Vaginal lubrication is caused by the secretion of different glands, Bartholin’s glands, for example, as well as by transudation (light secretions of the vaginal wall).
These secretions may increase towards the middle of the menstrual cycle, because of the increase in the quantity of cervical mucus, a clinical change related to ovulation.
The vaginal epithelium responds to hormonal stimuli, which is why as women age some of these physiological mechanisms can be affected.
This is how Doctor Liliam Delgado Peruyera explains it, when she visits The Prisma to talk about this topic.
She is a First Degree Specialist in General Medicine and Obstetrics and Gynaecology, Chief of the Emergency Gynaecology department and member of the multidisciplinary consultation group on Climacterium and Menopause at the Obstetrics and Gynaecology teaching Hospital in London. She also holds a Master’s Degree in Integral Care for Women.
What are the causes of vaginal dryness?
The most common cause is associated with ageing because of the reduction in oestrogen, which is characteristic in post-menopausal women, and which is a frequent reason for patients coming either to their GP or to the specialist clinics of Climacterium and Menopause for help. Vaginal dryness also occurs as a consequence of radiation treatment given to patients with cancer, and as a result of the misuse of vaginal pessaries without medical prescription which are applied after menstruation “to clean up” as the patients themselves describe it.
Could it also be caused by psychological disorders?
It is unlikely that it is caused by a psychological disorder as the condition represents a biological disorder (vaginal dryness). What happens is that the woman experiences pain during sex, sex stops being enjoyable, and this causes irritation and physical and emotional damage. “My vagina is as dry as sandpaper” say some patients in the clinic. It is clear that this can cause a drop in a woman’s sexual appetite or libido. The climacteric woman, who is between 40 and 59 years old, often reports a lowering in libido even before the appearance of vaginal dryness.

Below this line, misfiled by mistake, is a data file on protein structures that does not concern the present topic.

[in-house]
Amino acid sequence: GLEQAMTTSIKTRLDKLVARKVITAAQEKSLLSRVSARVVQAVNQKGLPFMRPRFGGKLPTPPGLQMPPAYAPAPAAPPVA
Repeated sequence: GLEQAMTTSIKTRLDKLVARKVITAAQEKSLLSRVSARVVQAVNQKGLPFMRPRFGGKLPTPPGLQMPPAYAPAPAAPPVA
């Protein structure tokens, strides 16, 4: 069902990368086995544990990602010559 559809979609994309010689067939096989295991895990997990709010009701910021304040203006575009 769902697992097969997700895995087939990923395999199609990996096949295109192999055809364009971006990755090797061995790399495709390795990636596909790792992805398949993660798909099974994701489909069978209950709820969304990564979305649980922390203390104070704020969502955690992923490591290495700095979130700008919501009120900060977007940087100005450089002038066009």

Why do women come to the Gynaecology Clinic?
Generally, having problems in sexual relations, dryness, sometimes vaginal secretions, with urinary symptoms accompanied by burning and pain during urination, and sometimes with traces of blood, mainly when wiping themselves after urinating. The appearance of blood should never be ignored and you should always go to the doctor, because although it may be caused by inflammation of the vagina, it might also be “hiding” the presence of cancer of the vulva, vagina or uterus.
How is a firm diagnosis made?
This is done clinically. Occasionally further measures are needed to rule out associated illnesses and in this case vaginal, urethral and urine samples are taken. If lesions are found that are not in the vagina, then colposcopy is recommended and the taking of biopsies. If there is a change in pigmentation to the skin in the vulva area then an examination by Dermatology is also recommended.
Is vaginal dryness treatable?
Can you tell me exactly how to get and use aloe vera?
The impurities are removed from freshly collected aloe vera leaves using running water, boiling water or chlorinated water. The outside layer of the leaves is removed, including the thorns on the sides, being careful not to scratch the green skin of the plant so as not to contaminate the gel inside. The gel is then cut into squares of approximately one centimetre square and kept in the fridge, or preferably in the freezer. Women can apply one every day, whether they are having sexual relations or not, because the aloe vera not only helps with lubrication, but also aids vaginal tissue repair.
The prognosis is good. However, it is a disorder which, although it can improve, is subject to relapses.
(Translated by Jane Martin – www.sunflowertranslation.com)